Lionel Trilling

Lionel Trilling (1905-1975) was an American literary critic, author, and University Professor at Columbia University. Among the most influential of his many works are two collections of essays, The Liberal Imagination and The Opposing Self; a critical study of E. M. Forster; and one novel, The Middle of the Journey.

Winter 1989

Literature and Power

By Lionel Trilling

From the Autumn 1940 issue. Sometimes we of the English-teaching profession must wonder whether our social function is anything more than pious—whether we are expected to do more than perform […]

Autumn 1953

Little Dorrit

By Lionel Trilling

Little Dorrit is one of the three great novels of Dickens’ L great last period, but of the three it is perhaps the least established with modern readers. When it […]

Summer 1950

Wordsworth and the Iron Time

By Lionel Trilling

[The 100th anniversary of Wordsworth’s death was observed by Princeton and Cornell Universities during the days of April 21-23. Mr. Trilling’s paper was delivered at Princeton, and Mr. Ransom’s at […]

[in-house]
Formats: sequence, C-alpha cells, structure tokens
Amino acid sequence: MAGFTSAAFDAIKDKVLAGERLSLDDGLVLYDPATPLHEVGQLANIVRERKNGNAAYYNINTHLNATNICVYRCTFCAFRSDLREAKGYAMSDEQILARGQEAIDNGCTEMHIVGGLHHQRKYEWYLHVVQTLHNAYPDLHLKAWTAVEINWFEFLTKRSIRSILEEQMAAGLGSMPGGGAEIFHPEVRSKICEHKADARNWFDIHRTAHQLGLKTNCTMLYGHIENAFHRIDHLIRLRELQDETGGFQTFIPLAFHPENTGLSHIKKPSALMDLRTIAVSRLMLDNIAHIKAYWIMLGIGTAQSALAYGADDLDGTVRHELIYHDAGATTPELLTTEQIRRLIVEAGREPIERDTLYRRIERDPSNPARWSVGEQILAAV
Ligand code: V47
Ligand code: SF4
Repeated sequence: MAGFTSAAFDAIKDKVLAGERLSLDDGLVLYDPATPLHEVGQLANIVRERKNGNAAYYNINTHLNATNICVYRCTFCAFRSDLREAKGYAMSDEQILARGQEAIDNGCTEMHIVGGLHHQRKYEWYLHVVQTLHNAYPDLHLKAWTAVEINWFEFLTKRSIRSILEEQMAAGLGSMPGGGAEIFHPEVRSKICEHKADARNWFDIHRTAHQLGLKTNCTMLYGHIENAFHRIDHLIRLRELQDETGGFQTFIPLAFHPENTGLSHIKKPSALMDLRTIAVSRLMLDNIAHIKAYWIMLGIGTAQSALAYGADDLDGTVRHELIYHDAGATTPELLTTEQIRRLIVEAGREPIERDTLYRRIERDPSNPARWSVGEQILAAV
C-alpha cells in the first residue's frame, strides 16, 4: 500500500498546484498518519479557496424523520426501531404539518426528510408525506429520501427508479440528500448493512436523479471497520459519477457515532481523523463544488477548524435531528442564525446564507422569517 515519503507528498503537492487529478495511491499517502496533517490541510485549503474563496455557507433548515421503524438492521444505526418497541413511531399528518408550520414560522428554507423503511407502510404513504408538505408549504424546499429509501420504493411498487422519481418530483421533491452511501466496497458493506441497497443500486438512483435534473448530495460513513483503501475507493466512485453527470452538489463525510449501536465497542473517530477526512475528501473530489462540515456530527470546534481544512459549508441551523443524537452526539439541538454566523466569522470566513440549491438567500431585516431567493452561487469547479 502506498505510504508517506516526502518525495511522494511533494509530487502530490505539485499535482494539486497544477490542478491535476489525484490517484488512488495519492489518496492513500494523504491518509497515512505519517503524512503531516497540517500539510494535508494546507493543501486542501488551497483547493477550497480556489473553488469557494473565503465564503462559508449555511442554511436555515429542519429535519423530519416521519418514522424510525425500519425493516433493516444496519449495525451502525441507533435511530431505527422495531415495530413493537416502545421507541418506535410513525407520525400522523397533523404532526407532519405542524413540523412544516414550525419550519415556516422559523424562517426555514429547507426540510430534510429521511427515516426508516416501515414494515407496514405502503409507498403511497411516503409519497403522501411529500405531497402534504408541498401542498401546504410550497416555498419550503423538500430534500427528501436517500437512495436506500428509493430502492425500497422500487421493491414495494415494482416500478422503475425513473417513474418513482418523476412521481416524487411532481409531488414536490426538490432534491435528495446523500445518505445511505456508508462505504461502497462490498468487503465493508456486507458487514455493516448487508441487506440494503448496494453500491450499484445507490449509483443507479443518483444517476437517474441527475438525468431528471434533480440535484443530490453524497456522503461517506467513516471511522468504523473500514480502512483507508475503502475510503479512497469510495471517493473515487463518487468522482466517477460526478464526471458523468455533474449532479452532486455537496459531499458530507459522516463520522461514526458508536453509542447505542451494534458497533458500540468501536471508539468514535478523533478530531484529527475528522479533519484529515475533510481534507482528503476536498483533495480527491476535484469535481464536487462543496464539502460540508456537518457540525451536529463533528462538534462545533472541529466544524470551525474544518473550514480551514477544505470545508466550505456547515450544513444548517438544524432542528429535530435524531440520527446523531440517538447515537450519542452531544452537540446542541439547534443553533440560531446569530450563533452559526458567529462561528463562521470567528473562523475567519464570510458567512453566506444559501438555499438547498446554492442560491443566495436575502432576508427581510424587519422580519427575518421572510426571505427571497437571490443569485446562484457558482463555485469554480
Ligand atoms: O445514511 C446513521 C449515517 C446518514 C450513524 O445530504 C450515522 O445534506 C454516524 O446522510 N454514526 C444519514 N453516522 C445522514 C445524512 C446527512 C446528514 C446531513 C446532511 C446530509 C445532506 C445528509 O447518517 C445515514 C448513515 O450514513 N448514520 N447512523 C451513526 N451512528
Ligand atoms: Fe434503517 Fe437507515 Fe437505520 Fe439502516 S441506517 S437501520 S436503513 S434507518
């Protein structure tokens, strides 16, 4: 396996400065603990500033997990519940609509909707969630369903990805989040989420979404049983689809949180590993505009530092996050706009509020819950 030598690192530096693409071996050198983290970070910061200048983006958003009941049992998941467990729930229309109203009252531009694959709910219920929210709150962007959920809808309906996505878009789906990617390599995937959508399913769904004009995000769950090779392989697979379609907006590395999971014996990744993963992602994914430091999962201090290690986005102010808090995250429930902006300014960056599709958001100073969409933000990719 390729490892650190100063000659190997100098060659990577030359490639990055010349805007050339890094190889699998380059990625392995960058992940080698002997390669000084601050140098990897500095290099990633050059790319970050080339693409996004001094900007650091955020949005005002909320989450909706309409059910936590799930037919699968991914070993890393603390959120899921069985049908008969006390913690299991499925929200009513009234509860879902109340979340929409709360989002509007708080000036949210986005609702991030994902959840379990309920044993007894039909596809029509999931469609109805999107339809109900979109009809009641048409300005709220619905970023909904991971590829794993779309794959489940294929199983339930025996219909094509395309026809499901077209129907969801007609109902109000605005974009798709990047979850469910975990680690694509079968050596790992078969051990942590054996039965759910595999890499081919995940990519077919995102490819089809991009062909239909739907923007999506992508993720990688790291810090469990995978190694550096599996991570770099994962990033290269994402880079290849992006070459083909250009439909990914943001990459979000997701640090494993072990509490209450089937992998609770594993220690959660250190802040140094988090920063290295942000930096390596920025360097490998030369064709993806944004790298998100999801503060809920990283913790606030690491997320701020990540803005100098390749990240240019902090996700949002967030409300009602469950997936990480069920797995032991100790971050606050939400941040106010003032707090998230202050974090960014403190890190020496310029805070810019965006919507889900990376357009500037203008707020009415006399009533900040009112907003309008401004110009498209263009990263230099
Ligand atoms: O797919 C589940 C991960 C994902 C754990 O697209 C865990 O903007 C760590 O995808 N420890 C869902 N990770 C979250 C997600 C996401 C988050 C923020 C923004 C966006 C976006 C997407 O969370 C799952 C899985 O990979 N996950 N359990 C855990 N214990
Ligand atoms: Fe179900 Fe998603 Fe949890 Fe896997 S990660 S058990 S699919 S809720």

Summer 1948

The Legend of the Lion

By Lionel Trilling

The Legend Of The Master: Henry James compiled by Simon Nowell-Smith. Scribner’s. $3.00   How dreary to be somebody! But not for the reasons that Emily Dickinson advances, not because […]

Summer 1945

A Derivative Devil

By Lionel Trilling

The Devil’s Share by Denis de Rougemont. Pantheon. $2.50. Denis de Rougemont’s Devil is designed to startle, but many readers will meet him with a pleased and placid recognition. They […]

Spring 1942

E. M. Forster

By Lionel Trilling

… the word BARACH, say the learned, is both to bless and curse. —Dryden. M. Forster is for me the only living novelist who can be read again and again […]

Summer 1940

Mr. Lewis Goes Soft

By Lionel Trilling

Bethel Merriday, by Sinclair Lewis. Doubleday, Doran. $2.50   In the unhappy story of Sinclair Lewis’s later career, Bethel Merriday is another and a redundant episode. To call it a […]